Spread the Word
The breadth and significance of alumni activities described in the Spring issue was most impressive. I was reminded of Oberlin’s profound involvement with Buddhism and things Eastern by the experience of Geoff DeGraff. Barbara Seaman’s activism in challenging and improving women’s health care follows in our strong tradition of progressive involvement with important social issues. Oberlin’s conference on law and the liberal arts vividly illustrates alumni constructively engaging in the forefront of political and moral issues. As always, the books that our alumni regularly publish further demonstrate the variety of fields in which our graduates make important contributions. Most poignant was the story of Lucy Stone—abolitionist and fighter for women’s suffrage and human rights. The environmental and political struggle to preserve her childhood home—by a fellow alumnus, of course—is impressive. What struck me in reading the article, however, is the way in which Stone’s story is emblematic of Oberlin. Just as the “tales of less influential suffragists grew to overshadow [Stone’s] story,” so the prominence of colleges today whose achievements are more modest than our own far outstrips Oberlin’s. No doubt the lack of fanfare with which we do our work is consistent with the ethos of the school. But I wish Oberlin could more effectively promote itself and the contributions of its graduates so it could assume its proper prominent place among institutions of higher learning.
Florham Park, N.J.
Legacies of Lucy Stone
I enjoyed reading about Lucy Stone and was
particularly pleased to discover that she is a very distant relative. I am grateful that I come from a long line of strong, independent, intelligent, and educated women, and that the men in the family encouraged them. Praise be to Oberlin, and may it remain
in the vanguard of educational opportunity for all!
When our freshmen class met with President Stevenson for the first time in Finney Chapel in 1950, he mentioned that many of us incoming students had siblings or parents or grandparents who had attended Oberlin. One student, he said, had noted that his closest Oberlin relative was a great, great, great aunt. I was that student, and Lucy Stone the great aunt. My grandmother had known and talked about Lucy, and my mother received a Christmas card from Lucy’s daughter, Alice Stone Blackwell, shortly before Alice’s death in 1950. Incidentally, both my mother and her sister were born at the Stone’s family farm on Coy’s Hill—in the same room, and I believe in the same bed, as Lucy.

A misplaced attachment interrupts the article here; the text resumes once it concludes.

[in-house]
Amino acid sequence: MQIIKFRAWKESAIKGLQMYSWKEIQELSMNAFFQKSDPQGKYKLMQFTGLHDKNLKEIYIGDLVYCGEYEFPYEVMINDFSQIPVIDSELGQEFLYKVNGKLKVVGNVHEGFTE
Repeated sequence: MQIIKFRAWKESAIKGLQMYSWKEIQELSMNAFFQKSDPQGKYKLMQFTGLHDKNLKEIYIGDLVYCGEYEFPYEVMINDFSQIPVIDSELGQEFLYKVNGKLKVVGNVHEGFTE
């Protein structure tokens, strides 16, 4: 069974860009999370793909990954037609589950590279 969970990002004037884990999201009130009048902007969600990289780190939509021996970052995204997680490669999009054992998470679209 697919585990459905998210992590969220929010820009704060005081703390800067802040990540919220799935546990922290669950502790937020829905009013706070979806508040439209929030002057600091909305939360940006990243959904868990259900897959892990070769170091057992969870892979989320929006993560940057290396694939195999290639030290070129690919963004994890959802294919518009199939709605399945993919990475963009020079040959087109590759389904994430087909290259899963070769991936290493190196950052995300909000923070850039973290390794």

A True Pioneer
I am an Oberlin Conservatory graduate, living in Europe for over 30 years. I was wonderfully surprised to read the article about Barbara Seaman and her magnificent work through the years. I remember much of her incredible discipline, dedication, and will to get her important message across, not only to women, but also to men, doctors, and of course—the most difficult—the drug industry. She is a true pioneer, extremely important in the history of medicine, modern ideas, and the rights and values of women. Thank you so much for the article. All people should know her story and her work.
I am writing because of my complete distaste with the illustration on the cover of the Spring issue. I could not believe my eyes! What an absolutely poor impression it makes for the College. I am a fourth generation Oberlinian, my oldest alumni ancestor being Frances Munson, my grandmother. I surely will not push my grandchildren to attend a school that publishes such a magazine!
First we had alien abductions reported with a straight face (Fall 2002). Now we read of acupuncture for AIDS! (p. 48, Spring 2004.) What pseudo-science is next? Chiropractors for Clap? Homeopaths for HIV? Psychics for Sciatica? Maybe you should take a more skeptical tone in reporting these controversial ideas, most of which have not survived rigorous analysis.
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